a fantasy urban makeover in photographs

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Thursday, June 17, 2010

6th street + spring street, downtown (II)

I'm endlessly fascinated by Downtown LA. It teems with life during the weekday; at night and on weekends, it becomes a zombie-filled ghost town worthy of a level design from Left 4 Dead. It is crowded with buildings but at the same time overbuilt for cars — a paradox that leaves it neither here (is it a city?) or there (is it a suburb?). The photo above shows what Angelenos would consider a "small" street at only five cars wide. A similarly-sized street in New York City, by contrast, would be considered a major conduit. 8th Ave, for instance, is as wide as the street above because it borders crowd magnets like Madison Square Garden and Penn Station — makes sense, right? But that's New York City, which has a variety of street sizes befitting local use: one-lane roads for residential neighborhoods, and larger arteries for heavily trafficked areas. In Los Angeles, on the other hand, every street behaves as if it were a regional conduit regardless of actual, boots-on-the-ground use. The city becomes merely a place to pass through, not a destination unto itself, leaving only the roar of traffic and the crazed bellowing of its down-and-out street denizens echoing off its walls. See it narrowed!

Friday, June 4, 2010

friday favorites: power line-free streets

The wonderfully-named Don Quiposte takes streets in Santos, Brazil and re-imagines them without all those unsightly power lines. Her results are quite satisfying, like clearing cobwebs or untangling a big mess of computer cables at home.



From her profile:
Don Quiposte is an urban activist with the impossible mission of finishing with the electric postes of Santos- Brazil and other cities. Her motto is Impossible is Nothing.

Visualizations like hers do a great job of showing the real priorities of a street's design (is it a place for living? Or an electrical conduit?). More photos and commentary at Don Quiposte.

press log: quesabesde

Hooray! It's always nice to get a mention in one of my favorite blogs — Quesabesde, a camera geek blog, re-posted my how-to video. From the article:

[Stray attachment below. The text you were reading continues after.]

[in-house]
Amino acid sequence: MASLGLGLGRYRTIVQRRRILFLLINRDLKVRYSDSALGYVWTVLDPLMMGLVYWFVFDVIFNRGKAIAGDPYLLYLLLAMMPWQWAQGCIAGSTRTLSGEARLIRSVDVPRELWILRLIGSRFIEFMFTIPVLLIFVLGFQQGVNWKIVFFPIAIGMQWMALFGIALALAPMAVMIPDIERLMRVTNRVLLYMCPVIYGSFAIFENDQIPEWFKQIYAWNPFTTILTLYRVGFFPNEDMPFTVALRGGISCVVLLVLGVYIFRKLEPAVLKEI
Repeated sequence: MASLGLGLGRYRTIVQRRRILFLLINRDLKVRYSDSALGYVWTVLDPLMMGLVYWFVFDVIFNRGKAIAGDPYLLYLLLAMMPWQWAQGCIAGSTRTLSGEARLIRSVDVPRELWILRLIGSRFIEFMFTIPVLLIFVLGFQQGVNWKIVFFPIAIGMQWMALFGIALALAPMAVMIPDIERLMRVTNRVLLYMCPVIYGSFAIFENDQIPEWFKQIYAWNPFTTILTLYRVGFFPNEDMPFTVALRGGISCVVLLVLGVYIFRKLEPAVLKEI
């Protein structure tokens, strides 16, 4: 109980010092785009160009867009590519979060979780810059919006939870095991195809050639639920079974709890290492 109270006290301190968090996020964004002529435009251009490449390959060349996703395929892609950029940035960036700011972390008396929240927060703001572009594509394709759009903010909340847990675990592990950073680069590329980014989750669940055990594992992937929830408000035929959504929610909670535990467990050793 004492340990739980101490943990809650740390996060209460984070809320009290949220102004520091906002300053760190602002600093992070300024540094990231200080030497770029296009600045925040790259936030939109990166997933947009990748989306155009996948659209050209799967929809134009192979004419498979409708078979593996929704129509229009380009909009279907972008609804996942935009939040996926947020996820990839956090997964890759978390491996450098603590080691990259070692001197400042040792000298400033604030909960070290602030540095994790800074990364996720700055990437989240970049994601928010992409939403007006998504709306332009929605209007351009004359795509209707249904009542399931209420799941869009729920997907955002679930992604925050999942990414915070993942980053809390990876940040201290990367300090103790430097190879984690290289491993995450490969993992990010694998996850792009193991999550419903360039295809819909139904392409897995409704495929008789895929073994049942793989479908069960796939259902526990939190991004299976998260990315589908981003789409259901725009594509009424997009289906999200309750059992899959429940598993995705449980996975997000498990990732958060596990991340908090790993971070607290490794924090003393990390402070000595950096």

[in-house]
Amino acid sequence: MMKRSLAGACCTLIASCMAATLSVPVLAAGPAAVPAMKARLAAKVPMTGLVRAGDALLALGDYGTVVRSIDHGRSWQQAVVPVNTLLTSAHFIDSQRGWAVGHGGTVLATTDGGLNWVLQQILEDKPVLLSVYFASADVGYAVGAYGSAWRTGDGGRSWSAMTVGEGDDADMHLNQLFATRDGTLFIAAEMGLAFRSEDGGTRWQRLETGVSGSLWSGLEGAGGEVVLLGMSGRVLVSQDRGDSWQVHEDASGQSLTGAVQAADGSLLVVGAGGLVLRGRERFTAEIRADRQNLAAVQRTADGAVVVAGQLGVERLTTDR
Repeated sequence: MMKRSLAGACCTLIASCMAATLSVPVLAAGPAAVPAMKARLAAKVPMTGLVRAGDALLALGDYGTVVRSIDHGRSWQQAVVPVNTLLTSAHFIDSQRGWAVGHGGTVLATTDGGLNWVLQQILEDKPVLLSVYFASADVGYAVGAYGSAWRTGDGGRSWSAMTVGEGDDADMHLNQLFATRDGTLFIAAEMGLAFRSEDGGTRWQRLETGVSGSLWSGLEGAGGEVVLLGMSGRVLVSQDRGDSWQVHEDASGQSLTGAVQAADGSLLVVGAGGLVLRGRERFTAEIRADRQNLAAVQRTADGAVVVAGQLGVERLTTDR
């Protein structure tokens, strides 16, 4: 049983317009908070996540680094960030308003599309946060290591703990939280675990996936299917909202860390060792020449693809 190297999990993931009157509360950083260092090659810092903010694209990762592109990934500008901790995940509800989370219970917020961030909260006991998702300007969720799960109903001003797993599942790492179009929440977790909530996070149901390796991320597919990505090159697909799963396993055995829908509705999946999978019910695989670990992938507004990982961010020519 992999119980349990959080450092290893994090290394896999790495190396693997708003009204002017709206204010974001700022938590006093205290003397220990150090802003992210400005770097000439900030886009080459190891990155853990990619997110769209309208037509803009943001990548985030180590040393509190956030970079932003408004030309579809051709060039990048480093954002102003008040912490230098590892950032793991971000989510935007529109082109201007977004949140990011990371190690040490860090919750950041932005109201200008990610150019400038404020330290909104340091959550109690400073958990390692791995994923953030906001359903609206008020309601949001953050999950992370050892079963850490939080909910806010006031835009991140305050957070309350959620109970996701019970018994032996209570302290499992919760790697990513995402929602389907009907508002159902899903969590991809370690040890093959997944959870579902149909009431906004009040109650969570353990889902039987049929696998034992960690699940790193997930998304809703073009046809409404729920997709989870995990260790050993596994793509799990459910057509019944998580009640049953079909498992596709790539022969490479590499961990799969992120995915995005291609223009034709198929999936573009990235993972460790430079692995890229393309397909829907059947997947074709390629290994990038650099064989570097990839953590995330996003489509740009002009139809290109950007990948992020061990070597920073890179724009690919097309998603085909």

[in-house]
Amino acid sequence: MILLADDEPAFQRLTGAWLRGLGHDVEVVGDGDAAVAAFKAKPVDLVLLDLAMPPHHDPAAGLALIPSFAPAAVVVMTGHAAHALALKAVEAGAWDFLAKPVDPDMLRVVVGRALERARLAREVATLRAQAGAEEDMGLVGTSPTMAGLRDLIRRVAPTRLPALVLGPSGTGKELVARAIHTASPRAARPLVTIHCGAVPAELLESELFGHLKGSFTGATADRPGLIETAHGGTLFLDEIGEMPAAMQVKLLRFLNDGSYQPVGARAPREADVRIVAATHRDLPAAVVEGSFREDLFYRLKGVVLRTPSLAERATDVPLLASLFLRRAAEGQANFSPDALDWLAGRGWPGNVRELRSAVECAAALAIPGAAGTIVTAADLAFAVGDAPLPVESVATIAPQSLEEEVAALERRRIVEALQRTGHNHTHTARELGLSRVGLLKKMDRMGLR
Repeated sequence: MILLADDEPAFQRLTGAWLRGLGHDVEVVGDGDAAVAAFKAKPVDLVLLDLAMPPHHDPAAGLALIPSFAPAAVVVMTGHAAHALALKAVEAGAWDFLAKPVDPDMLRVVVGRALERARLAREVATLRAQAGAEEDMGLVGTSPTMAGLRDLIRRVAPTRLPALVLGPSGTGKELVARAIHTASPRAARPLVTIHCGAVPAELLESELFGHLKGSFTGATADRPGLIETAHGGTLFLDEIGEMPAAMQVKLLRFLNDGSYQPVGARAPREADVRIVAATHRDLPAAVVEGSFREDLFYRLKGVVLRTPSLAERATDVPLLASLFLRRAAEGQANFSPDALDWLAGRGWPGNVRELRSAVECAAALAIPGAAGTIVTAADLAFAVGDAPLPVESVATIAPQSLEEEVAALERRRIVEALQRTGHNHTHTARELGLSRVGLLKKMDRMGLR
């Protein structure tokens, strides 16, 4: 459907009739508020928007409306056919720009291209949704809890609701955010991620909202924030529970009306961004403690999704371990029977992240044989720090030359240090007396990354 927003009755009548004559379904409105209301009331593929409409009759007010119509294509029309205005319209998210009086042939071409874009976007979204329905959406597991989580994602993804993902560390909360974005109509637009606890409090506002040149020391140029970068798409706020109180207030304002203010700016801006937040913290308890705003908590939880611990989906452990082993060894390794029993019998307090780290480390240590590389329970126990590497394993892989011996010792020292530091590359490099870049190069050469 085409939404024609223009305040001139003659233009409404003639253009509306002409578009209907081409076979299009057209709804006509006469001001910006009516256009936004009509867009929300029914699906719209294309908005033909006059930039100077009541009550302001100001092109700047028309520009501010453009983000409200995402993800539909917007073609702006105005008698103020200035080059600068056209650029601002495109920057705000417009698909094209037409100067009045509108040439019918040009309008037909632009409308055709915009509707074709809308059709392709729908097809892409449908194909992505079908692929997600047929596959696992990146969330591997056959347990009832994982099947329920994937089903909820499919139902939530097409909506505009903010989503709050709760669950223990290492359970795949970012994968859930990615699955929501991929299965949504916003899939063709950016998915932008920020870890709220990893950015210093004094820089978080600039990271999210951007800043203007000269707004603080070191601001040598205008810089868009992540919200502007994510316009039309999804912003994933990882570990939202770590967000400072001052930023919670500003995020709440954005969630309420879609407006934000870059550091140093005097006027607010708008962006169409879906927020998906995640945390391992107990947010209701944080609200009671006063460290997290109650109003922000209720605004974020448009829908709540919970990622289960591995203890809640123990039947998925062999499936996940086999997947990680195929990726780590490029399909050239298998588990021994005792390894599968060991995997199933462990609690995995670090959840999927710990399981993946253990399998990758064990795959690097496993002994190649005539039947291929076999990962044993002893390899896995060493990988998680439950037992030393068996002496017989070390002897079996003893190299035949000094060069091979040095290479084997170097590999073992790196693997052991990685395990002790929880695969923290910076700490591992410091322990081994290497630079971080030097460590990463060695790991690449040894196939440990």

El hombre que estrechaba calles. No, no se trata del poder de un nuevo superhéroe… a menos que el dominio de Photoshop sea considerado como tal.

press log: adobe blogs

Nice little re-post of my how-to video by Adobe's John Nack.

Tuesday, June 1, 2010

wilshire corridor

I like to think of Wilshire Corridor as LA's own sort of Upper East Side Park Avenue, with its long stretch of luxury condo high-rises catering to the older wealthy. I can even imagine Eloise traipsing along, au pair in pursuit, on her way from Westwood to Beverly Hills. But as with all things Los Angeles, this east coast facsimile has a unique west coast twist: eight lanes of heart-pumping traffic careening up and down its hilly curves at a blistering 55mph. (Try it on a 125cc scooter, and it's even more hair-raising.) The usual paradox is there: heavenly towers with names promising old world grandeur ("The Wilshire Marquis", or the more pastoral "Carlyle on Wilshire") located right alongside what is practically a freeway. Me + the wife looked here once for an apartment, and could not get past the constant echo of traffic, double-paned windows be damned.

The toughest paradox about Wilshire Corridor's sheer speed is the impact is has on its residents, many of whom are older. Nowhere on Wilshire is pleasant to walk along, and the Corridor is no exception. So they take to their Lexuses and Jags instead, tentatively nosing them into the automotive stream before gunning it to catch up with the fast flow. The result is a desolate but beautifully manicured towerscape reminiscent of those pearly retirement enclaves in Florida: waiting rooms for those next in line for ascention, cordoned off from the rest of the living. See it narrowed!

press log: boing boing

Featured by guest blogger Bill Barol, former senior writer at Newsweek and contibutor to The New Yorker, Time, Slate, and elsewhere. He blogs at True/Slant and Pix365.

About the Photographer

Los Angeles, CA, United States
Writer, designer, and urban planning geek.

Got a location idea or photo submission? Send it to hello@davidyoon.com. I'll post it to the blog or even run out to shoot it myself.

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